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Lawyers, judiciary plot to resolve deepening impasse

Attorney General Kiryowa Kiwanuka and chief justice Alfonse Owiny-Dollo

Attorney General Kiryowa Kiwanuka and chief justice Alfonse Owiny-Dollo

The feud between the Uganda Law Society (ULS) and judicial officers over the independence of the judiciary continues to deepen.

URN has learned that both parties are preparing for the Bar Bench Forum organized by the ULS this week on Wednesday at the Sheraton Hotel in Kampala. The hybrid (physical and virtual) forum is expected to provide participants with the flexibility to engage according to their preferences.

Due to limited slots for physical attendance, reservations will be granted on a first-come, first-served basis, as stated in the invitation from the ULS secretariat to all lawyers. The conflict stems from President Yoweri Kaguta Museveni’s letter dated December 7, 2023, to Chief Justice Alfonse Owiny-Dollo concerning the management of the Uganda Muslim Supreme Council (UMSC) property case involving businessman Justus Kyabahwa.

Museveni expressed concern about a judge issuing an order to attach a national mosque. In response to the letter, the ULS called for an extraordinary annual general meeting on February 6, 2024, to discuss the judiciary's independence. Additionally, ULS previously organized a meeting to address concerns regarding the conduct of Hoima High court judge Jesse Byaruhanga Rugyema in the Tilenga Oil case.

However, both meetings were blocked by civil division judges Musa Ssekaana and Emmanuel Baguma. A group of 15 lawyers, calling themselves the Boycourters, have expressed disagreement with how the judiciary and the attorney general are handling the issue of judicial independence.

The Boycourters include; Peter Walubiri, George Musisi, Ivan Bwowe, William Muhumuza, Anthony Odur, Mugagga Mukuve, Eron Kiiza, Jude Byamukama, Daniel Walyemera, Sarah Kasande, Phillip Karugaba, Peter Arinaitwe, Anthony Odur, Isaac Ssemakadde and Frank Kanduho.  

In a one-page statement, they assert that "it is not yet Uhuru," addressing issues from the New Law Year event held on February 9, 2024. The event was boycotted by the lawyers, with only a few attending among those invited. The Boycourters argue that the censure of the president’s letter offered by the ULS lacked the strength and gravitas to counter what they consider an egregious constitutional violation. 

They criticize the attorney general's attempt to downplay the letter's significance and emphasize the chief justice's silence about it, which they see as a threat to the judiciary's independence.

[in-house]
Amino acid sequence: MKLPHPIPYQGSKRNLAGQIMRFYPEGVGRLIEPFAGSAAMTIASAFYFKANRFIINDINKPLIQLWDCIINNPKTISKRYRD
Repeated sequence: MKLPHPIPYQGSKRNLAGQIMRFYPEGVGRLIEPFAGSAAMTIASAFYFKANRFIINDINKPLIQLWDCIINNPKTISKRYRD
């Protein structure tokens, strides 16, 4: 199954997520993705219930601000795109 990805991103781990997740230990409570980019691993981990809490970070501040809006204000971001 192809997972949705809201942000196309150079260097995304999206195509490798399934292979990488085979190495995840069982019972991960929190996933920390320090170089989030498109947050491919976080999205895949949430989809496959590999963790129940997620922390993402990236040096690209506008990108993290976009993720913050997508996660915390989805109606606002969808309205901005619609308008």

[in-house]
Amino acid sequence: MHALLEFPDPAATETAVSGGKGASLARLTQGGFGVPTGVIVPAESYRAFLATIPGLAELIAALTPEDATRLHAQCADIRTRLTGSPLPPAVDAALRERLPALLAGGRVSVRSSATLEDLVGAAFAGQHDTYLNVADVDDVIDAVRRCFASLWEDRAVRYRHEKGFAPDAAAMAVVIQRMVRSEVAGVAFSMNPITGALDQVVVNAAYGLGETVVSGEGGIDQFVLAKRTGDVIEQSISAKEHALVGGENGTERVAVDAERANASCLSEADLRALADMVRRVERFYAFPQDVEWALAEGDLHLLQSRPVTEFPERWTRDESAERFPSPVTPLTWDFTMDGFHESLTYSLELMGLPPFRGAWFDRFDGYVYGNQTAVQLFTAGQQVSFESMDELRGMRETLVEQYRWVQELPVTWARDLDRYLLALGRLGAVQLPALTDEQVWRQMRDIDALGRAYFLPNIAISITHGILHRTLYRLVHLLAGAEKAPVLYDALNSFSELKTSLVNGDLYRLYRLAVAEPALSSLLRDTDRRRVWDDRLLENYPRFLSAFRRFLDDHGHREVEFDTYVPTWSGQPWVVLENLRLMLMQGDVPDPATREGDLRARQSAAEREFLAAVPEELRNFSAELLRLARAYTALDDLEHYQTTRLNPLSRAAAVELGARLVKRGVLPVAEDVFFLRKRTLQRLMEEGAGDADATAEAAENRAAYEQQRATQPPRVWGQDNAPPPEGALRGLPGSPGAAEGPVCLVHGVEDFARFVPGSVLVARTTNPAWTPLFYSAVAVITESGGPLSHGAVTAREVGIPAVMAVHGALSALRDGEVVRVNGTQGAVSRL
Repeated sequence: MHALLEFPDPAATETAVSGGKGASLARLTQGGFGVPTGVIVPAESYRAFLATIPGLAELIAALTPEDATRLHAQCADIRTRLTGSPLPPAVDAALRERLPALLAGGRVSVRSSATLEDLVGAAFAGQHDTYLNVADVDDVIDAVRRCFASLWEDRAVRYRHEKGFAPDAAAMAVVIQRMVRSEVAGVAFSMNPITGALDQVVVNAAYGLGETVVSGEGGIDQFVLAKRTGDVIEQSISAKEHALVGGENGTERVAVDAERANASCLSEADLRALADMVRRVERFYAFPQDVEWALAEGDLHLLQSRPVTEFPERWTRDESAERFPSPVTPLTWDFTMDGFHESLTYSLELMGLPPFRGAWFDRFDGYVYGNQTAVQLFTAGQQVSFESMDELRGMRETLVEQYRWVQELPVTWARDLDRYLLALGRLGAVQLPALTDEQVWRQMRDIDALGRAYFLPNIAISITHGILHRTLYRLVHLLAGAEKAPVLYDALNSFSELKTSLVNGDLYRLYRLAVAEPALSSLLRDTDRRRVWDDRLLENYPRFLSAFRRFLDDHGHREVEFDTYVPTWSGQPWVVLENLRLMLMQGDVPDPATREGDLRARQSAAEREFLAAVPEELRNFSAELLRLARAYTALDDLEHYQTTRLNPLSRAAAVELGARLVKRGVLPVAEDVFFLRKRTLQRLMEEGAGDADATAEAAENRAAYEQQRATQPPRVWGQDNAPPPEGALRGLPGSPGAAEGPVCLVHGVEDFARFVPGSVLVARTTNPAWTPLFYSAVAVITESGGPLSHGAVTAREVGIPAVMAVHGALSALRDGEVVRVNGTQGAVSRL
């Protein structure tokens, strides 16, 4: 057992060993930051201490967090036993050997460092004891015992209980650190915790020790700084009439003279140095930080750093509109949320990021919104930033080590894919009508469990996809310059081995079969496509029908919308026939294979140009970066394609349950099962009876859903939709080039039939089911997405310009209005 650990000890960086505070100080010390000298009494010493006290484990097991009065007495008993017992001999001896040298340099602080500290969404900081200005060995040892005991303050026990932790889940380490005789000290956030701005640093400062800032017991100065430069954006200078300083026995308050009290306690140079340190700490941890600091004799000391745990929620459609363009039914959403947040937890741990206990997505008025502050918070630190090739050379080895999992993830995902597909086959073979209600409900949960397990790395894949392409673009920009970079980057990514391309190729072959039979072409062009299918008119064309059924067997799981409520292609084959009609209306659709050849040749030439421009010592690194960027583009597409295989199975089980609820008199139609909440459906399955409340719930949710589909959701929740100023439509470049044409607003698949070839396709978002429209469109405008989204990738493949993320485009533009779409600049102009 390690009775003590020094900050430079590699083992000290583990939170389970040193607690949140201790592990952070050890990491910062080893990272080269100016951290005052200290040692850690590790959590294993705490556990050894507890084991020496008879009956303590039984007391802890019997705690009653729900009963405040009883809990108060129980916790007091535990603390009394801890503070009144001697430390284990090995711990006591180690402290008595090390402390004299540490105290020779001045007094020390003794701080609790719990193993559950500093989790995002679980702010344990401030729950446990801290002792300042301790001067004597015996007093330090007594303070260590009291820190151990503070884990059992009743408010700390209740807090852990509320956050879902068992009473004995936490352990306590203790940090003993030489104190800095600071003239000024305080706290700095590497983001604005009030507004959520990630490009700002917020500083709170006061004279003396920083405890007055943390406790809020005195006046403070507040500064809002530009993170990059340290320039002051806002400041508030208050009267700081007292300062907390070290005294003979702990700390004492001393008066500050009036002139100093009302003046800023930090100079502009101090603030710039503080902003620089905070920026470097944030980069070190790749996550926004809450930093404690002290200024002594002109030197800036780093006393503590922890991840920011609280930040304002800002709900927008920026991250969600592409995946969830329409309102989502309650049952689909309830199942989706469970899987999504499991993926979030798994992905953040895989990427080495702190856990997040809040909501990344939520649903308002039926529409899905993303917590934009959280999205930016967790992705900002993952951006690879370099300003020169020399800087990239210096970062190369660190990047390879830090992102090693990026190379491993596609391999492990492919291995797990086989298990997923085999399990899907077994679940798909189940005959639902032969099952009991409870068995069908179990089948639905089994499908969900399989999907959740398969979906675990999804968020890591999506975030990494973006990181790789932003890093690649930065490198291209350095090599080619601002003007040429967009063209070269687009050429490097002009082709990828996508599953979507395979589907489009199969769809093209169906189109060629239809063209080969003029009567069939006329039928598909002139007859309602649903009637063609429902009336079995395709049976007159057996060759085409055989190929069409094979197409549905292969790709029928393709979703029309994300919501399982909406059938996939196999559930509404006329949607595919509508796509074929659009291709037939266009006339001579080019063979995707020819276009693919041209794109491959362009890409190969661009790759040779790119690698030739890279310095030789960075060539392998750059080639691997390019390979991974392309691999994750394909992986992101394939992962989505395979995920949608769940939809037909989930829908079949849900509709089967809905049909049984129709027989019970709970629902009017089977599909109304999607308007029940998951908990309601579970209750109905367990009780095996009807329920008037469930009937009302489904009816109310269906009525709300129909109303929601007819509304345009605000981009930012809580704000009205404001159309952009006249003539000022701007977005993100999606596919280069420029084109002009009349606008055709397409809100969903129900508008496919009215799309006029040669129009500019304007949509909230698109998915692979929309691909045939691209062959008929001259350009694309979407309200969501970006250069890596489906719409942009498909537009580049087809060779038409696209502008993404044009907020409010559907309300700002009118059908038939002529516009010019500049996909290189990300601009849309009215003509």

“We know this is not the first of such interference and that the president has described himself as a lobbyist on court decisions,” reads the letter.  

“Both the bar and bench would have been saved the opprobrium of gags and boycotts respectively. Threats to limit the freedoms of assembly, association, and expression of ULS members on any issue, let alone judicial independence and judicial accountability, are preposterous,” the letter adds.

To the judicial officers, the lawyers say the fight is for them and not against them.  

“We have seen the ruling in Maniraguha Vs the Uganda Revenue Authority (URA) condemning the principal judge for interfering in the decisional autonomy of a registrar. We know what is happening. You tell us every day that it is the duty of a National Bar Association to defend the independence of the judiciary and we pledge to take this seriously," reads the statement.

Furthermore, the Boycourters stress the importance of defending the judiciary's independence and impartiality, calling for action from members of parliament, the Judicial Service Commission, Judiciary Council, and civil society organizations.

They affirm their commitment to ensuring a strong, independent, and impartial Judiciary, urging vigilance and action against any unlawful interference between the branches of government.

“Let us all remain indwelled of unflinching determination to check any unlawful intercourse between the arms of government with respect to the independence of the judiciary and all elements of the rule of law. Let nothing escape your attention and alarm.”


0 #1 kabayekka 2024-02-19 13:15
Of course such tango dance between the powers be has been going on for may years and counting! Much of the public is aware over it!

The time these African politicians captured power by the barrel of the gun all the governance of this country has been theirs to do as they wish and no one should try to stop them!
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